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Technology / AI and automation

UK government awards £38m to self driving cars and autonomous vehicles

The UK is gearing up for autonomous cars as the government awards £38 million in funding for autonomous vehicle projects. Included in this is one group of British companies who have announced their aims to trial autonomous cars on UK motorways by 2019.

The new Industrial Strategy Challenge Fund (ISCF) has disseminated this fund between several leading projects in order to ensure that the UK achieves a position as a leader in the autonomous vehicle market.

Part of this new consortia will include the Driven Group, led by Oxford Artificial Intelligence (AI) specialists, Oxbotica, which hopes to trial a fleet of autonomous cars on main roads between London and Oxford. The consortium currently benefits from an £8.6 million grant from the Centre for Connected and Autonomous Vehicles, and will spend the next 30 months developing autonomous cars.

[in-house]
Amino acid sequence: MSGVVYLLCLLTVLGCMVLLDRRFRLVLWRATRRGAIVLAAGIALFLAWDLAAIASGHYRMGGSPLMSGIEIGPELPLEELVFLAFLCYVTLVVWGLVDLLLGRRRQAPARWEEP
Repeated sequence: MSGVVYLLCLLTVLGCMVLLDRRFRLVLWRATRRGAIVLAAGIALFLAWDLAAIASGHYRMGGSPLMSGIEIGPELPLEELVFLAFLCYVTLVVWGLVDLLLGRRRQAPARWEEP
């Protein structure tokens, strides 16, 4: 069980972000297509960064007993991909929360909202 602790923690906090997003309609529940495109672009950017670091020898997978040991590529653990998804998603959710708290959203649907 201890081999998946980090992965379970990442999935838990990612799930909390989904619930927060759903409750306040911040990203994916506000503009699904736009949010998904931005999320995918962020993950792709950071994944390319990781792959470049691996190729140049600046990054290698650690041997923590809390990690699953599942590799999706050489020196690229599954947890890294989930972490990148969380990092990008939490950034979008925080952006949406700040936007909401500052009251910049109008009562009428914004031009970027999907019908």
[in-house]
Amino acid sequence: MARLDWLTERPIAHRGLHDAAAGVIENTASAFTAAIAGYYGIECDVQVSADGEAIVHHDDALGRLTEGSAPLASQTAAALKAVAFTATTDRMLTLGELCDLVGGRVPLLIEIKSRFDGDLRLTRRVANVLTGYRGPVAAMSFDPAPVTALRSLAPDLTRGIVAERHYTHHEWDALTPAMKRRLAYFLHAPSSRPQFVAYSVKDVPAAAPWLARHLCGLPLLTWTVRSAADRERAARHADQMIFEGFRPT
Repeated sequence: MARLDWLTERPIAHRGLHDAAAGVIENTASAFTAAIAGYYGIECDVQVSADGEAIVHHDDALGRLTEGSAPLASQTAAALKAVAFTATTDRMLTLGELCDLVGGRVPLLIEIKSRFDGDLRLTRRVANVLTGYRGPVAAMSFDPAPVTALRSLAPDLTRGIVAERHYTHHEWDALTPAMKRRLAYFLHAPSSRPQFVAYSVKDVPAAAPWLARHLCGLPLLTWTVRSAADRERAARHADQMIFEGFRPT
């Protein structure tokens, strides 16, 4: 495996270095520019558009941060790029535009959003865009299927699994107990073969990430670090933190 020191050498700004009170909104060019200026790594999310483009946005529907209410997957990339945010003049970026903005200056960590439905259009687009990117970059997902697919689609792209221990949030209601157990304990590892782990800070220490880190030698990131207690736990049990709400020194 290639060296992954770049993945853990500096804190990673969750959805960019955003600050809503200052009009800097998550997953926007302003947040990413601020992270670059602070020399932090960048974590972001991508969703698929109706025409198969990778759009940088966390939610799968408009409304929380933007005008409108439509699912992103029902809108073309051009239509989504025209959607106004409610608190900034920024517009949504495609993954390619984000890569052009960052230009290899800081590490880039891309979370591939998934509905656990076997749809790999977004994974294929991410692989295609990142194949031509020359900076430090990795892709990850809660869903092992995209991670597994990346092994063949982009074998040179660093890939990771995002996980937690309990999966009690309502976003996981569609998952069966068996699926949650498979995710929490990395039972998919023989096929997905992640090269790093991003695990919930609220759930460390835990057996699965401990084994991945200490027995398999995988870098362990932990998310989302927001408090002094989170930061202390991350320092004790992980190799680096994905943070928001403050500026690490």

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Dr Graeme Smith, Chief Executive of Oxbotica, said: “Today’s news is truly ground-breaking. No company, group or consortium of autonomy experts has ever attempted what DRIVEN is planning over the next 30-months.”

“We are seeking to address some of the most fundamental challenges preventing the future commercial deployment of fully autonomous vehicles. I have full confidence in DRIVEN’s world-leading and internationally respected team of specialists to deliver this project.”

The Driven Group also hopes that the vehicles deployed will achieve level 4 autonomy, meaning that they will be capable of completing an entire trip without passengers, whilst remaining safe and monitoring the road for other cars. Currently no other project in the world has attempted this level of autonomy before.

One of the main focuses of these new trials will be how connected cars could radically alter the current state of automotives, including insurance costs, how the vehicles interact with smart cities, and even cyber security and data protection.

The project will utilise six vehicles that will be capable of communicating with each other and their environment using Oxbotica’s cutting edge OEM software, Selenium.

Professor Paul Newman, Head of the Oxford Robotics Institute, Oxford, and Oxbotica founder, said: “DRIVEN is the first of its kind and brings a host of new questions surrounding the way these vehicles will communicate with each other. We’re moving from the singleton autonomous vehicle, to fleets of autonomous vehicles – and what’s interesting to us at the Oxford Robotics Institute is what data the vehicles share with one another, when, and why.”

The 30 month project is expected to begin this month.
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